Format

Send to

Choose Destination
Am J Sports Med. 2006 Feb;34(2):236-46. Epub 2005 Nov 10.

A biomechanical evaluation of an anatomical coracoclavicular ligament reconstruction.

Author information

1
University of Connecticut Health Center, Farmington, USA. admazzocca@yahoo.com

Abstract

BACKGROUND:

Despite numerous surgical techniques described, there have been few studies evaluating the biomechanical performance of acromioclavicular joint reconstructions.

PURPOSE:

To compare a newly developed anatomical coracoclavicular ligament reconstruction with a modified Weaver-Dunn procedure and a recently described arthroscopic method using ultrastrong nonabsorbable suture material.

STUDY DESIGN:

Controlled laboratory study.

METHODS:

Forty-two fresh-frozen cadaveric shoulders (72.8 +/- 13.4 years) were randomly assigned to 3 groups: arthroscopic reconstruction, anatomical coracoclavicular reconstruction, and a modified Weaver-Dunn procedure. Bone mineral density was obtained on all specimens. Specimens were tested to 70 N in 3 directions, anterior, posterior, and superior, comparing the intact to the reconstructed states. Superior cyclic loading at 70 N for 3000 cycles was then performed at a rate of 1 Hz, followed by a load to failure test (120 mm/min) to simulate physiologic states at the acromioclavicular joint.

RESULTS:

In comparison to the intact state, the modified Weaver-Dunn procedure had significantly (P < .05) greater laxity than the anatomical coracoclavicular reconstruction or the arthroscopic reconstruction. There were no significant differences in bone mineral density (g/cm(2)), load to failure, superior migration over 3000 cycles, or superior displacement. The anatomical coracoclavicular reconstruction had significantly less (P < .05) anterior and posterior translation than the modified Weaver-Dunn procedure. The arthroscopic reconstruction yielded significantly less anterior displacement (P < .05) than the modified Weaver-Dunn procedure.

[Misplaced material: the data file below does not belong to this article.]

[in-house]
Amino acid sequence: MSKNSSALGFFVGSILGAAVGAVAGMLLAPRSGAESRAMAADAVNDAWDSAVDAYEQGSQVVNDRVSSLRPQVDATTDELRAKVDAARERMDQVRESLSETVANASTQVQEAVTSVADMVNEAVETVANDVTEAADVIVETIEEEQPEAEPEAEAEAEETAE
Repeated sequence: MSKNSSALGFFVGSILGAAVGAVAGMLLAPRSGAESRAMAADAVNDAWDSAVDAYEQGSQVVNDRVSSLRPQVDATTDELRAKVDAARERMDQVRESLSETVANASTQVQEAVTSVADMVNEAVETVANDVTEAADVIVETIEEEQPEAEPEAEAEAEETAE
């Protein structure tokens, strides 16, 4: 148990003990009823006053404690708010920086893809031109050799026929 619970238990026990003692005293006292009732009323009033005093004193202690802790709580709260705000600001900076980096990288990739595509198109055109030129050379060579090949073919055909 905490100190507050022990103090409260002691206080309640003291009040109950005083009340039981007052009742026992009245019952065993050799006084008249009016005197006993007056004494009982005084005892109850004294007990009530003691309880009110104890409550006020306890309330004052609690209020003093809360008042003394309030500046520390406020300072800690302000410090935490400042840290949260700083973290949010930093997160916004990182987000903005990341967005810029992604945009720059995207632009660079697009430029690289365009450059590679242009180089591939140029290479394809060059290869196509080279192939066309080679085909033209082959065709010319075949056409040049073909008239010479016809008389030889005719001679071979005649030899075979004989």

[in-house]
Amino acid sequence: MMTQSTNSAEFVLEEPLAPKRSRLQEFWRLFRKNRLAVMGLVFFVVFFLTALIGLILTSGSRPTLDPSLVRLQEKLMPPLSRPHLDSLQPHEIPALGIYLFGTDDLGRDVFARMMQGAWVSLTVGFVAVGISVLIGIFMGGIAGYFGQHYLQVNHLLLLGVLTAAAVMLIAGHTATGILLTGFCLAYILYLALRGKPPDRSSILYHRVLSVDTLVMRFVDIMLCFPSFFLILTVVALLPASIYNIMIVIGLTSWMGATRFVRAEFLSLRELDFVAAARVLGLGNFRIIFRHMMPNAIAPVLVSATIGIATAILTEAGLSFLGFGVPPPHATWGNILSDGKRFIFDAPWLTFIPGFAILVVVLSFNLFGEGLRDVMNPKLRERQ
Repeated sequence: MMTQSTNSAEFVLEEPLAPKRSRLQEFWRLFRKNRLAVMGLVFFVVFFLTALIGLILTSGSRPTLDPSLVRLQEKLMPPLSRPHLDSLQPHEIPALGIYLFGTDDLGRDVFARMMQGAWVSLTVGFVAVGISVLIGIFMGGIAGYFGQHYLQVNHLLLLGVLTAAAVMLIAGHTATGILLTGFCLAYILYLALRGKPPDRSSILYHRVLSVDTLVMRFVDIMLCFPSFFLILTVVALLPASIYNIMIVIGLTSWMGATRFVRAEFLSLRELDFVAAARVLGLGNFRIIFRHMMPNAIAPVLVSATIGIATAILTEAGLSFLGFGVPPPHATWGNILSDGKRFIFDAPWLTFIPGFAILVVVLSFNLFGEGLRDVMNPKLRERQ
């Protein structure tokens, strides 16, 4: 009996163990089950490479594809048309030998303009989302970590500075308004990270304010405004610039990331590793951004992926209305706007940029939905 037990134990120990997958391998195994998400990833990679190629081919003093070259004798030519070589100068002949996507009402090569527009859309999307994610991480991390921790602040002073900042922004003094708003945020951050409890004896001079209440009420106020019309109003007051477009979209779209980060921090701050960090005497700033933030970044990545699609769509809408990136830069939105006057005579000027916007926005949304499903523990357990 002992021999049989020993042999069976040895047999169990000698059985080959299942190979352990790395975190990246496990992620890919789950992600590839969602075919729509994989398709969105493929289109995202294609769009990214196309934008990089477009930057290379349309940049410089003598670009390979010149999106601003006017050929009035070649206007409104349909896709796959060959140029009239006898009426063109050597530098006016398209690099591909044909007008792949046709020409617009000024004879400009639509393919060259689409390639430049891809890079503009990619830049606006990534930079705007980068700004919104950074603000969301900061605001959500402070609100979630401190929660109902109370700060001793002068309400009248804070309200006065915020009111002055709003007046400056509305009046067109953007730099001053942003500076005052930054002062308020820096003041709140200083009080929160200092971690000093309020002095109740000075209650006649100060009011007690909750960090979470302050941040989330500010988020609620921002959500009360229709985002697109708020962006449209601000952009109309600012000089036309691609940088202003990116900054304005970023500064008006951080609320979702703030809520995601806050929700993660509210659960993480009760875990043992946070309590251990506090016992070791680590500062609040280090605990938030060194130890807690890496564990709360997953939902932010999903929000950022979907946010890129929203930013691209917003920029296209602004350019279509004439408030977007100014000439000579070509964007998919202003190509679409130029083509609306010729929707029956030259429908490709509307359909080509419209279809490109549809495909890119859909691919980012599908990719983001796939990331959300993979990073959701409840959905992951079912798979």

CONCLUSION:

The anatomical coracoclavicular reconstruction has less anterior and posterior translation and more closely approximates the intact state, restoring function of the acromioclavicular and coracoclavicular ligaments.

CLINICAL RELEVANCE:

A more anatomical reconstruction using a free tendon graft of both the trapezoid and conoid ligaments may provide a stronger, permanent biologic solution for dislocation of the acromioclavicular joint. This reconstruction may minimize recurrent subluxation and residual pain and permit earlier rehabilitation.

PMID:
16282577
DOI:
10.1177/0363546505281795
[Indexed for MEDLINE]

Supplemental Content

Full text links

Icon for Atypon
Loading ...
Support Center